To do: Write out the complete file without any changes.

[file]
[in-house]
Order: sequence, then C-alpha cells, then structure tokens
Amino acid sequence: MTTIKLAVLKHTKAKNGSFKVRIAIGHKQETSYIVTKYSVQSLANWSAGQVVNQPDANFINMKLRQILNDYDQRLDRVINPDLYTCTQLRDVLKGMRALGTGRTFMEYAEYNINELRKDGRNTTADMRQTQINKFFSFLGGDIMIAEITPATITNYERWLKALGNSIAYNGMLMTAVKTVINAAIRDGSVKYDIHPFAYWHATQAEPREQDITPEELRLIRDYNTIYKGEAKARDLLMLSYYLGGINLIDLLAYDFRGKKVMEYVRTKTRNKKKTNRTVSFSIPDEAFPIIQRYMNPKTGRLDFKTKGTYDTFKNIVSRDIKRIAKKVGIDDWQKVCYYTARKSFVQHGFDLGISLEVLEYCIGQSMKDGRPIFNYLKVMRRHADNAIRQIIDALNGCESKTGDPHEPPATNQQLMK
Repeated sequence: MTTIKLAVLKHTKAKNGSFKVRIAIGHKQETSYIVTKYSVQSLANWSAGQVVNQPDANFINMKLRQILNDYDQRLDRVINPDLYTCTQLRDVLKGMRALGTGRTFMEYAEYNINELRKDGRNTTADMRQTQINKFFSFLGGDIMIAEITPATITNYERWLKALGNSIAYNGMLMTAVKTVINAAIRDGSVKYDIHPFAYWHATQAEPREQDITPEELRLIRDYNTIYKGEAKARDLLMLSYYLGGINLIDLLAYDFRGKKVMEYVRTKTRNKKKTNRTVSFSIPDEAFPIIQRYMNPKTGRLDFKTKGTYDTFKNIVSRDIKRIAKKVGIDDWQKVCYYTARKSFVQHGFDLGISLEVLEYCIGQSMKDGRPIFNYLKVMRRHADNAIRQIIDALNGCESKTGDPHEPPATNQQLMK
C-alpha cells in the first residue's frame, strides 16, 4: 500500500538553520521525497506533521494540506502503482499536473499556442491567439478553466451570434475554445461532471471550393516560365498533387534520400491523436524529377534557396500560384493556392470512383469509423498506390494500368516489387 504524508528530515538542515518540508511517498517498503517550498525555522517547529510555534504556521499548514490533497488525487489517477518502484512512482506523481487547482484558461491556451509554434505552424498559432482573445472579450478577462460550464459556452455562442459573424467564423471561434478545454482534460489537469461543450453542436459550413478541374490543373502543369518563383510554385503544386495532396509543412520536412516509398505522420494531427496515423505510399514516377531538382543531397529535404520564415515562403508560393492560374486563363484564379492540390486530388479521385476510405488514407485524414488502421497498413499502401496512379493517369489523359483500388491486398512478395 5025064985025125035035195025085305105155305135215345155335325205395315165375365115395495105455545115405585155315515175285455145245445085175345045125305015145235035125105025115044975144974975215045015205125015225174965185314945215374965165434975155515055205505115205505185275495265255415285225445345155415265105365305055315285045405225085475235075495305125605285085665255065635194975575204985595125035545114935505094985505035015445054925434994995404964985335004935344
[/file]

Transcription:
[in-house]
Order: sequence, then C-alpha cells, then structure tokens
Amino acid sequence: MTTIKLAVLKHTKAKNGSFKVRIAIGHKQETSYIVTKYSVQSLANWSAGQVVNQPDANFINMKLRQILNDYDQRLDRVINPDLYTCTQLRDVLKGMRALGTGRTFMEYAEYNINELRKDGRNTTADMRQTQINKFFSFLGGDIMIAEITPATITNYERWLKALGNSIAYNGMLMTAVKTVINAAIRDGSVKYDIHPFAYWHATQAEPREQDITPEELRLIRDYNTIYKGEAKARDLLMLSYYLGGINLIDLLAYDFRGKKVMEYVRTKTRNKKKTNRTVSFSIPDEAFPIIQRYMNPKTGRLDFKTKGTYDTFKNIVSRDIKRIAKKVGIDDWQKVCYYTARKSFVQHGFDLGISLEVLEYCIGQSMKDGRPIFNYLKVMRRHADNAIRQIIDALNGCESKTGDPHEPPATNQQLMK
Repeated sequence: MTTIKLAVLKHTKAKNGSFKVRIAIGHKQETSYIVTKYSVQSLANWSAGQVVNQPDANFINMKLRQILNDYDQRLDRVINPDLYTCTQLRDVLKGMRALGTGRTFMEYAEYNINELRKDGRNTTADMRQTQINKFFSFLGGDIMIAEITPATITNYERWLKALGNSIAYNGMLMTAVKTVINAAIRDGSVKYDIHPFAYWHATQAEPREQDITPEELRLIRDYNTIYKGEAKARDLLMLSYYLGGINLIDLLAYDFRGKKVMEYVRTKTRNKKKTNRTVSFSIPDEAFPIIQRYMNPKTGRLDFKTKGTYDTFKNIVSRDIKRIAKKVGIDDWQKVCYYTARKSFVQHGFDLGISLEVLEYCIGQSMKDGRPIFNYLKVMRRHADNAIRQIIDALNGCESKTGDPHEPPATNQQLMK
C-alpha cells in the first residue's frame, strides 16, 4: 500500500538553520521525497506533521494540506502503482499536473499556442491567439478553466451570434475554445461532471471550393516560365498533387534520400491523436524529377534557396500560384493556392470512383469509423498506390494500368516489387 504524508528530515538542515518540508511517498517498503517550498525555522517547529510555534504556521499548514490533497488525487489517477518502484512512482506523481487547482484558461491556451509554434505552424498559432482573445472579450478577462460550464459556452455562442459573424467564423471561434478545454482534460489537469461543450453542436459550413478541374490543373502543369518563383510554385503544386495532396509543412520536412516509398505522420494531427496515423505510399514516377531538382543531397529535404520564415515562403508560393492560374486563363484564379492540390486530388479521385476510405488514407485524414488502421497498413499502401496512379493517369489523359483500388491486398512478395 5025064985025125035035195025085305105155305135215345155335325205395315165375365115395495105455545115405585155315515175285455145245445085175345045125305015145235035125105025115044975144974975215045015205125015225174965185314945215374965165434975155515055205505115205505185275495265255415285225445345155415265105365305055315285045405225085475235075495305125605285085665255065635194975575204985595125035545114935505094985505035015445054925434994995404964985335004935344